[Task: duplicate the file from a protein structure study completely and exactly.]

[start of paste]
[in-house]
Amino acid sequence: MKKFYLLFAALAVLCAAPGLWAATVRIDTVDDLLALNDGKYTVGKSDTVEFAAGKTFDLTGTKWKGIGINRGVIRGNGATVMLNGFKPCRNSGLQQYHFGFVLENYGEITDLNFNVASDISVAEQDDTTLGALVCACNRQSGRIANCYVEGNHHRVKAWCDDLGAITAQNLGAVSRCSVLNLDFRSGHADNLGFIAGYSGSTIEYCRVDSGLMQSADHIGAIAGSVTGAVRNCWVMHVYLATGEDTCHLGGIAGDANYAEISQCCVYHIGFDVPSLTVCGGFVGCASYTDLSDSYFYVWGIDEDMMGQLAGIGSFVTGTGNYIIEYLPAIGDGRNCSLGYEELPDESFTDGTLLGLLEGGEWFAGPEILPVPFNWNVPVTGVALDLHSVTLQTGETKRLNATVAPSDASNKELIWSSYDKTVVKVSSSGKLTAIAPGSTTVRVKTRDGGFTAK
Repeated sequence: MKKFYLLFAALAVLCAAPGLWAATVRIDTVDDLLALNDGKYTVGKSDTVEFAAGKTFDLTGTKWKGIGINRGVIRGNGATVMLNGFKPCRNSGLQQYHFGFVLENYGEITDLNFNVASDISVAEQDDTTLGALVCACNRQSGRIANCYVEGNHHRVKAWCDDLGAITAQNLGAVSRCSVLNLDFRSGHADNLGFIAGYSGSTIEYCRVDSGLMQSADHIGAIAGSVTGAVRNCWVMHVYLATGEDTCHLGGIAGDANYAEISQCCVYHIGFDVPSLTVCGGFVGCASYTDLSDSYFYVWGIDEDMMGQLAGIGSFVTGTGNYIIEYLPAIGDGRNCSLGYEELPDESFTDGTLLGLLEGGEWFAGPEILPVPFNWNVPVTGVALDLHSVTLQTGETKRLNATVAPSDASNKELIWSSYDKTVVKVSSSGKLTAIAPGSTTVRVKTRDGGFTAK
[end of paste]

[in-house]
Amino acid sequence: MKKFYLLFAALAVLCAAPGLWAATVRIDTVDDLLALNDGKYTVGKSDTVEFAAGKTFDLTGTKWKGIGINRGVIRGNGATVMLNGFKPCRNSGLQQYHFGFVLENYGEITDLNFNVASDISVAEQDDTTLGALVCACNRQSGRIANCYVEGNHHRVKAWCDDLGAITAQNLGAVSRCSVLNLDFRSGHADNLGFIAGYSGSTIEYCRVDSGLMQSADHIGAIAGSVTGAVRNCWVMHVYLATGEDTCHLGGIAGDANYAEISQCCVYHIGFDVPSLTVCGGFVGCASYTDLSDSYFYVWGIDEDMMGQLAGIGSFVTGTGNYIIEYLPAIGDGRNCSLGYEELPDESFTDGTLLGLLEGGEWFAGPEILPVPFNWNVPVTGVALDLHSVTLQTGETKRLNATVAPSDASNKELIWSSYDKTVVKVSSSGKLTAIAPGSTTVRVKTRDGGFTAK
Repeated sequence: MKKFYLLFAALAVLCAAPGLWAATVRIDTVDDLLALNDGKYTVGKSDTVEFAAGKTFDLTGTKWKGIGINRGVIRGNGATVMLNGFKPCRNSGLQQYHFGFVLENYGEITDLNFNVASDISVAEQDDTTLGALVCACNRQSGRIANCYVEGNHHRVKAWCDDLGAITAQNLGAVSRCSVLNLDFRSGHADNLGFIAGYSGSTIEYCRVDSGLMQSADHIGAIAGSVTGAVRNCWVMHVYLATGEDTCHLGGIAGDANYAEISQCCVYHIGFDVPSLTVCGGFVGCASYTDLSDSYFYVWGIDEDMMGQLAGIGSFVTGTGNYIIEYLPAIGDGRNCSLGYEELPDESFTDGTLLGLLEGGEWFAGPEILPVPFNWNVPVTGVALDLHSVTLQTGETKRLNATVAPSDASNKELIWSSYDKTVVKVSSSGKLTAIAPGSTTVRVKTRDGGFTAK